Moreover, Prof. Campbell notes that progressive and committed Africans will have to use the returned funds to invest in the reconstruction and transformation of Africa. The AU discussions on ‘reforms’ are very similar to the Structural Adjustment ‘reforms’ of the World Bank and the Washington Consensus, as to him. As long as the AU focus on ‘reforms’ and not on the Kwame Nkrumah program of free movement of people, common currency, common monetary policy and an African common market, then the discussions will go nowhere.

 

He points out that the French led the way for the destruction of Libya. There can be no reconstruction, freedom of movement, and common free trade area until France ends its destabilization of Africa. Recently, the President of France apologized for the crimes against humanity committed by France in Algeria. There is the need for a committed push by the African Union to establish the African Union Commission for Reparations and join with the Caribbean Reparations Commission, he adds.

 

According to Prof. Campbell, there has been little or no evidence of movement toward the REC since 2007. The region that was the most advanced in this direction, the East African Community (EAC) is bogged down by war as a business in Somalia and imperial intrigue in the Horn of Africa. He as well argues that the biggest obstacle to African unification remains external powers, he adds.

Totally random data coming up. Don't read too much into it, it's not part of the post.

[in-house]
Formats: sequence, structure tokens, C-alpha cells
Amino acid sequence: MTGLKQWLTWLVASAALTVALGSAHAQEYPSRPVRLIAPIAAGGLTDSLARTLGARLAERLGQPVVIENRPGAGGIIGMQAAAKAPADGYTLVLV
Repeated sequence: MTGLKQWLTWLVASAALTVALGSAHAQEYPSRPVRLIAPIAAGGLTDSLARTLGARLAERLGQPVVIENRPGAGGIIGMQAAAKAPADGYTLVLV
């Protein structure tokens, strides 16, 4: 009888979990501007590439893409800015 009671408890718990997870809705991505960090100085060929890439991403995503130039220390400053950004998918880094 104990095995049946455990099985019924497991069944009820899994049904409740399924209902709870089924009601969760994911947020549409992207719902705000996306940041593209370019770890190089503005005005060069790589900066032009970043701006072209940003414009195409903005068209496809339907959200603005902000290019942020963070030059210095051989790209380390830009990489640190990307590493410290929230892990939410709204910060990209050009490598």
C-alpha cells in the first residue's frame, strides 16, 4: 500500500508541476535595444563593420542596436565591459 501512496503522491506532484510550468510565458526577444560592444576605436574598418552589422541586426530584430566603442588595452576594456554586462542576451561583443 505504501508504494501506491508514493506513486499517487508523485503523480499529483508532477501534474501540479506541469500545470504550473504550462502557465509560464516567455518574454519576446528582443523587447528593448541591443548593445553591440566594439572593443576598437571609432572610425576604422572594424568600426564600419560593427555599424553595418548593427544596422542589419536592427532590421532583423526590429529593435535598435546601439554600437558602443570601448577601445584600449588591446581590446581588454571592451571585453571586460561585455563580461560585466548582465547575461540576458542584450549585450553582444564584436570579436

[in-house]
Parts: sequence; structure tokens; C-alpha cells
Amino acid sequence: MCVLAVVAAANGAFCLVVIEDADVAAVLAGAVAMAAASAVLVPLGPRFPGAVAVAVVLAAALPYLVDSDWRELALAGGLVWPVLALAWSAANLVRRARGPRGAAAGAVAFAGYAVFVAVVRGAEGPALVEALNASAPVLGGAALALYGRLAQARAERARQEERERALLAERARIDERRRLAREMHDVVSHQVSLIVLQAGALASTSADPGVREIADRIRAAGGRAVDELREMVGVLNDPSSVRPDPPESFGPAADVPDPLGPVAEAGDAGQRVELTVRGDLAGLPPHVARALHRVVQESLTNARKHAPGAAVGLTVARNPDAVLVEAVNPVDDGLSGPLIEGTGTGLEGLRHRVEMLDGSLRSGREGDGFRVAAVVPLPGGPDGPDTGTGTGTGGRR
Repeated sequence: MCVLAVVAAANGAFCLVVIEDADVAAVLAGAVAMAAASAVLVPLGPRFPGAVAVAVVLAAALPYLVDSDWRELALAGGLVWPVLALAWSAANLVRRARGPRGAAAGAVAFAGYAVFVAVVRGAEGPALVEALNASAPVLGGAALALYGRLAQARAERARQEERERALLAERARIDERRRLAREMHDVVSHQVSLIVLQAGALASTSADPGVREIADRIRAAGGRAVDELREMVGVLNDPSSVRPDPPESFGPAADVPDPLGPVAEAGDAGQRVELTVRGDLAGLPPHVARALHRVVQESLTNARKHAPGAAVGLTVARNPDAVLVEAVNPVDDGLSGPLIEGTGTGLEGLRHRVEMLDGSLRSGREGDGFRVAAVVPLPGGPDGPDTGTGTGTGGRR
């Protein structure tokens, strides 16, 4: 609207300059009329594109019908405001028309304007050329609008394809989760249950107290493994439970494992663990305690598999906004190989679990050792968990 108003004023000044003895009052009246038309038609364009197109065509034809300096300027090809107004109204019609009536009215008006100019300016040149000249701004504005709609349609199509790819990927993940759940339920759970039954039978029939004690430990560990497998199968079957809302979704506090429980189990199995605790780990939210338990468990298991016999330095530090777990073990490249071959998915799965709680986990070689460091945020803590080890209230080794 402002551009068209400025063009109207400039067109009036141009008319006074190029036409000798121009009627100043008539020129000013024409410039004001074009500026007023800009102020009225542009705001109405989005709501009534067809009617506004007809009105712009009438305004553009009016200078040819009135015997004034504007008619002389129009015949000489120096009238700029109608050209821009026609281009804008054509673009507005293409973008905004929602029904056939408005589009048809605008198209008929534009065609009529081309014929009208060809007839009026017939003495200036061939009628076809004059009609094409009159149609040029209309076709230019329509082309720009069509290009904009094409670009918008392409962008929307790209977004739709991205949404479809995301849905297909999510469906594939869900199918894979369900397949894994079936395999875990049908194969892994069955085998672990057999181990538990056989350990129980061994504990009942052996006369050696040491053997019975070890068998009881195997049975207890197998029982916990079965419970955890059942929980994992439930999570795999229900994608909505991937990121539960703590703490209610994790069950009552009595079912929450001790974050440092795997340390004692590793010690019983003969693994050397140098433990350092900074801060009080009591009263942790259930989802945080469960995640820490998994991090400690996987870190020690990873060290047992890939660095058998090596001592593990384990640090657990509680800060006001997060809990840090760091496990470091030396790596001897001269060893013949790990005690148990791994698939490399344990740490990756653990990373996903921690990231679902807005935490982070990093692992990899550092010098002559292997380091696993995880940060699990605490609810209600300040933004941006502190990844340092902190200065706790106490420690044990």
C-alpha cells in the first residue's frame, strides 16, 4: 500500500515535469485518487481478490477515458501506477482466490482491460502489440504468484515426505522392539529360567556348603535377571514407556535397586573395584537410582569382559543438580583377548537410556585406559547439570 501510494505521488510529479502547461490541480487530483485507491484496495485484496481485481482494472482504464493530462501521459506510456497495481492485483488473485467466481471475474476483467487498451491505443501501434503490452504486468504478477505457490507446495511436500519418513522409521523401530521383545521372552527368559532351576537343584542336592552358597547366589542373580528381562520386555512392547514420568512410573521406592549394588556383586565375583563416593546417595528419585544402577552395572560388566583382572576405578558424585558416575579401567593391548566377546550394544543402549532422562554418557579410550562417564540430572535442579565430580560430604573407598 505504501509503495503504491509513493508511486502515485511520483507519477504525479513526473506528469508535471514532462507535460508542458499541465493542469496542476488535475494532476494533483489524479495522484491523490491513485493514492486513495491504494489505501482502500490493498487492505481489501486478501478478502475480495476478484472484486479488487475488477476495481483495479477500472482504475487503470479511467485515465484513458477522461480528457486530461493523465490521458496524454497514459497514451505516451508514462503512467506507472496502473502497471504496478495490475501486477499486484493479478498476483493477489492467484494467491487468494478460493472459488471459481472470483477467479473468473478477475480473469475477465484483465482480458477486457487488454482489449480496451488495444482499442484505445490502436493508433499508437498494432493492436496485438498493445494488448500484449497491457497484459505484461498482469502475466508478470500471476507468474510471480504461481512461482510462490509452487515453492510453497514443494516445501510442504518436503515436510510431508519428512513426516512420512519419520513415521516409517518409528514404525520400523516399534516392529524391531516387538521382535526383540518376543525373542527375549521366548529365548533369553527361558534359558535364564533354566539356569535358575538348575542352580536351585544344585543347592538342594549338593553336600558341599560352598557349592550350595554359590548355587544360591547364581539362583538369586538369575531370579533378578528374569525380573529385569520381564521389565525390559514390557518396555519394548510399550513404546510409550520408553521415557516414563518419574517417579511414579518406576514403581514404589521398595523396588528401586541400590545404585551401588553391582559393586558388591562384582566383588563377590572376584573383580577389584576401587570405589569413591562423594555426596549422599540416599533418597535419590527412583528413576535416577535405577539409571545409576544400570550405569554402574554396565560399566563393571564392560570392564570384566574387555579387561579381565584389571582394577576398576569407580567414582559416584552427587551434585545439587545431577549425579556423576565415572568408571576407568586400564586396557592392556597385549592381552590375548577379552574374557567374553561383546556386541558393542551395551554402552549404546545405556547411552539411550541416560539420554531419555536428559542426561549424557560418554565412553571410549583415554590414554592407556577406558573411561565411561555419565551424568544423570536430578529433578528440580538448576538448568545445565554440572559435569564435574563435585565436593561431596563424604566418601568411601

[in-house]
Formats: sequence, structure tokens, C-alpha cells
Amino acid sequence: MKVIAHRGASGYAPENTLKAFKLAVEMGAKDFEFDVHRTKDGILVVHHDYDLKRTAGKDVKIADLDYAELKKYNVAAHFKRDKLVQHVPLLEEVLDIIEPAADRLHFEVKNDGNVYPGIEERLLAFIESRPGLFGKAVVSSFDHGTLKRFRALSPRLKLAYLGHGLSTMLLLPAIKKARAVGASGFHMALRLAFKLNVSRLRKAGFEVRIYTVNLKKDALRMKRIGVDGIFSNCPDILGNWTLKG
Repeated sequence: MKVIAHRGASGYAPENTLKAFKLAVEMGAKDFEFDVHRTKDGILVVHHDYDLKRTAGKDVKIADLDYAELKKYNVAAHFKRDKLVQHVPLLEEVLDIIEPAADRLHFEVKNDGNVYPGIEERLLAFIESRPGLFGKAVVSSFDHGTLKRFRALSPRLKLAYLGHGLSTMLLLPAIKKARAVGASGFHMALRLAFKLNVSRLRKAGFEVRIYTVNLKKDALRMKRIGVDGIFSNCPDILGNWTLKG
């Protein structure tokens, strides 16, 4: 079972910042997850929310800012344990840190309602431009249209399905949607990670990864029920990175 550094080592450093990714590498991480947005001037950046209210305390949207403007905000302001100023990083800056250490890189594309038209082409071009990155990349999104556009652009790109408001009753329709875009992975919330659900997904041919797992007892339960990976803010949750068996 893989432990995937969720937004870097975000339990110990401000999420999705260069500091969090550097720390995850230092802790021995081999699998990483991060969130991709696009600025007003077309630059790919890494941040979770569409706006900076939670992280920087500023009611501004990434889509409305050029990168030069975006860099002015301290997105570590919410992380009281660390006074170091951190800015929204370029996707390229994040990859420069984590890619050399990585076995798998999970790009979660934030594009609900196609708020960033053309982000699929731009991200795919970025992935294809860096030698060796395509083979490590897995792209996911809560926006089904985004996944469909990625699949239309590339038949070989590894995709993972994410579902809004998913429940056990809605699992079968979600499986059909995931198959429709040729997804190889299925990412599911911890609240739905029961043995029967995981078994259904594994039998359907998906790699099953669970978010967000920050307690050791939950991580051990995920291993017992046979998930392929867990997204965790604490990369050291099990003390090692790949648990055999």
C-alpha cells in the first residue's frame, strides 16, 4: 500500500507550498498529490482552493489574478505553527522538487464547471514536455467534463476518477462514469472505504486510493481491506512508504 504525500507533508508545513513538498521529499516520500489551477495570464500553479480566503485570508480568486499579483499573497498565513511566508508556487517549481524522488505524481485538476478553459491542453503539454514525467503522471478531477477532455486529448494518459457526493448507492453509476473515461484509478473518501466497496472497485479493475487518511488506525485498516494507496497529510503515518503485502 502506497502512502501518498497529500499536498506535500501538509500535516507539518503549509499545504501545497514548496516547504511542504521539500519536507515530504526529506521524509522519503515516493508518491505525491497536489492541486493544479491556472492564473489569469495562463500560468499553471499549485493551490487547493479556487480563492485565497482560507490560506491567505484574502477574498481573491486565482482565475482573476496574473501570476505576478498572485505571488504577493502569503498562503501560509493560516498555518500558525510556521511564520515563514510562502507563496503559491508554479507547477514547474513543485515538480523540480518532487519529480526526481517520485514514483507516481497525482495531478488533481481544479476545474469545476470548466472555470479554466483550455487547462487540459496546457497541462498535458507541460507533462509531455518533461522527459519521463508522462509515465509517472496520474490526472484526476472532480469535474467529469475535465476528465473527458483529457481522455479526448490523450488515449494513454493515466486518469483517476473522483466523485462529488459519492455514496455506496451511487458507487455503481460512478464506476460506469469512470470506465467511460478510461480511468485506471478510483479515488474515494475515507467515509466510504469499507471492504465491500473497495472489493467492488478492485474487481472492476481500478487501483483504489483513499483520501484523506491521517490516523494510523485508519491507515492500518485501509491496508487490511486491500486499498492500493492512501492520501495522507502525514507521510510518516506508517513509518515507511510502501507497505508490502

He argues that external powers work full time to oppose the coming into force of the African Currency. “The 14 countries in Africa that are held hostage by the CFA [currencies used in parts of West and Central African countries which are guaranteed by the French treasury] cannot participate in meaningful discussions about ‘reforms’ or a common currency.

 

Prof. Contends that Consider the possible impact if one country in Africa such as Nigeria and Ghana started to make claims for reparations and mobilized the African Union to implement the outcomes of the World Conference Against Racism (WCAR) program of action.

 

The progressive women who pushed to expose sexual harassment and corruption in the African Union will need to mobilize with the Pan African women from the USA, Caribbean and South America to lead the struggle for dignity and the unification of Africa.

 

All in all, member states should be committed to the reform of the AU. The current AU Chairperson Rwandan President Paul Kagame says that: “We have everything needed to succeed. To fail Africa again would be unforgivable.” Thus, experts argue that political will in this regard is crucial to attaining the reform in a sustainable way.

 

 

 

 

Fanuel Lakew

Fanuel Lakew is a reporter at the Ethiopian Herald Newspaper of the Ethiopian Press Agency. He did his B.A. degree in Political Science and International Relations from Addis Ababa University in 2012. He also served as the Secretary-General of the Ethiopian Political Science and International Relations. He as well studied M.A. in Politics and International Relations at the Central University of Gujarat, India. He can be reached at fanuellak@gmail.com